gadg-et-oid [gaj-it-oid]


1. having the characteristics or form of a gadget;
resembling a mechanical contrivance or device.

Toshiba Canvio Basics – Special Edition – 2TB Reviewed

Caught up in the allure of gloriously fast NVM.e SSDs, I sometimes forget that the maligned “spinning rust” drives of yore and old are still a great solution for data archival and backups.

Think I’ve found some cold storage for my Steam Deck!

— Phil Howard (@Gadgetoid) August 25, 2021

At a third the price of a 2.5” SSD, and a quarter to a fifth the price of a 2TB, 2280, NVM.e SSD the Canvio Basics is an affordable way to offload data that might see you creeping up to needing a larger, more expensive SSD in your computer.

But is it any good?

In short; yes!

The “Special Edition” Canvio Basics that winged its way to me, shipped with a USB Type-C to micro USB “B” cable. The drive itself is nestled in an unassuming black plastic enclosure.

As the name suggests it’s a truly no-frills approach to archival storage. Toshiba don’t mention much about the 2.5” HDD contained within, but HWInfo revealed it to be a MQ04UBD200. The MQ series tops out at 2TB and spins at 5200RPM- a fairly respectable choice.

The plastic enclosure has very little flex or give, and I suspect it’s just fine for a 2.5” drive that has its own metal chassis. It’s rock solid from the edges, which is where it counts.

But is it fast?

In short; it depends.

While a 5200RPM hard drive isn’t going to saturate USB 3.1 in a month of Sundays, it does have a uniquely satisfying property- consistency.

I tested Kioxia’s U365 flash drive recently- small, lots of capacity, but fatally flawed when it comes to writing any significant chunk of data. Flash likes to pretend to be fast, and then very quickly tank in performance when it realises it has to write the data to permanent storage.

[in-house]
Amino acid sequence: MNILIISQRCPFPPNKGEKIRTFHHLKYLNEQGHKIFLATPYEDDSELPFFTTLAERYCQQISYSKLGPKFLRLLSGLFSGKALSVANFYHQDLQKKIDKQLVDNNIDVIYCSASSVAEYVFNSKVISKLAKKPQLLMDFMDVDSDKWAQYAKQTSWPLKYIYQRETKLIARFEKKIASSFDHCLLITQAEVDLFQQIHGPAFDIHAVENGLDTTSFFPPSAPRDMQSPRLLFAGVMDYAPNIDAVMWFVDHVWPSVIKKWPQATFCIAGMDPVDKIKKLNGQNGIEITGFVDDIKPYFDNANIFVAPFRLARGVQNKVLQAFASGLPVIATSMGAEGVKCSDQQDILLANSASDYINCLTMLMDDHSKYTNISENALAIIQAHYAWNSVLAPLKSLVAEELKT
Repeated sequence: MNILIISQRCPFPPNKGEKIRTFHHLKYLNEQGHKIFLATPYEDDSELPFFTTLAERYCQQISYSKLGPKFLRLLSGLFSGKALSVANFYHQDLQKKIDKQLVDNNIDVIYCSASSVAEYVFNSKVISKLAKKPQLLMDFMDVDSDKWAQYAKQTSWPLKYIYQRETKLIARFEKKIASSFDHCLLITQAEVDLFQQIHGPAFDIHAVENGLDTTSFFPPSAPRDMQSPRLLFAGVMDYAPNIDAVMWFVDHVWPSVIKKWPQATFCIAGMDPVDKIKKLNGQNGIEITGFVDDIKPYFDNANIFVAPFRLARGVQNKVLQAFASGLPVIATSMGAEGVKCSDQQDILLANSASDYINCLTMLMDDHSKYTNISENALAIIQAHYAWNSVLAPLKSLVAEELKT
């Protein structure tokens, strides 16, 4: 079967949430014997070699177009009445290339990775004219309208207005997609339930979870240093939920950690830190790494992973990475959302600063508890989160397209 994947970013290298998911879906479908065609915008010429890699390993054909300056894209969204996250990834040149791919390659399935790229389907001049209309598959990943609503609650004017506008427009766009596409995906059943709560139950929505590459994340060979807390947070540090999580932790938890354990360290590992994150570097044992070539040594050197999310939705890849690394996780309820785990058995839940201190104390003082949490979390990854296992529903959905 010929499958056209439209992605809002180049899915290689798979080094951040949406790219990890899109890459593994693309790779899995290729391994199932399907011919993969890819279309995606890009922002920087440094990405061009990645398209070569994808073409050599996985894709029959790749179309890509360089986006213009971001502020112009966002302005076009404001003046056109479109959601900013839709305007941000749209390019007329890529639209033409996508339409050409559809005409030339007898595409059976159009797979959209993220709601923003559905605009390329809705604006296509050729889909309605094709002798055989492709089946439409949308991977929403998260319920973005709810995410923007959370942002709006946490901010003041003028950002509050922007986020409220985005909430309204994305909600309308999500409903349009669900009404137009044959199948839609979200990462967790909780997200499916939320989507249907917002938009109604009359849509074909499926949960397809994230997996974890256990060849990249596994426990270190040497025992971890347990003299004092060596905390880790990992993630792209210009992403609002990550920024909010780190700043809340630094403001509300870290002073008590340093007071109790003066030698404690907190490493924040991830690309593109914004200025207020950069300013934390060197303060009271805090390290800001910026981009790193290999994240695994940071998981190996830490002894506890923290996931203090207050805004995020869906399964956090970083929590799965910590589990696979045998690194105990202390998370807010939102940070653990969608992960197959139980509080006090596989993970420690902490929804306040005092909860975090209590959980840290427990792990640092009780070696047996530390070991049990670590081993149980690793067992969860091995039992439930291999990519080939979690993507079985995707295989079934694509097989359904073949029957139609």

The Canvio Basics doesn’t make any promises it can’t keep. Throughput is roughly 150MB sequential read/write and it stays that way for the duration of a write operation.

Today’s apples to oranges comparison:
OWC Envoy Pro EX 480GB vs Toshiba Canvio Basics 2TB

— Phil Howard (@Gadgetoid) August 25, 2021

This means you can back-up gigabytes upon gigabytes of files – I chose a mixed bag of large/small files weighing in at just over 64GB – without watching the write speed slowly taper off into the excruciating single digits. Indeed for the whole 64GB batch the write kept up a respectable 142MB/sec with a few small dips where many smaller files were copied over.

totally normal nothing to see here, still keeping pretty on top of that 140MB/s speed with a few dips here and there for a smattering of smaller files.

— Phil Howard (@Gadgetoid) August 25, 2021

Note: these images are redcated because I was making a bad joke about copying my “Yuzu” directory, which the enlightened will recognise as a Nintendo Switch emulator, and… y’know… being afraid the Nintendo dragon might be watching. It’s not… y’know… 64GB of anything salacious.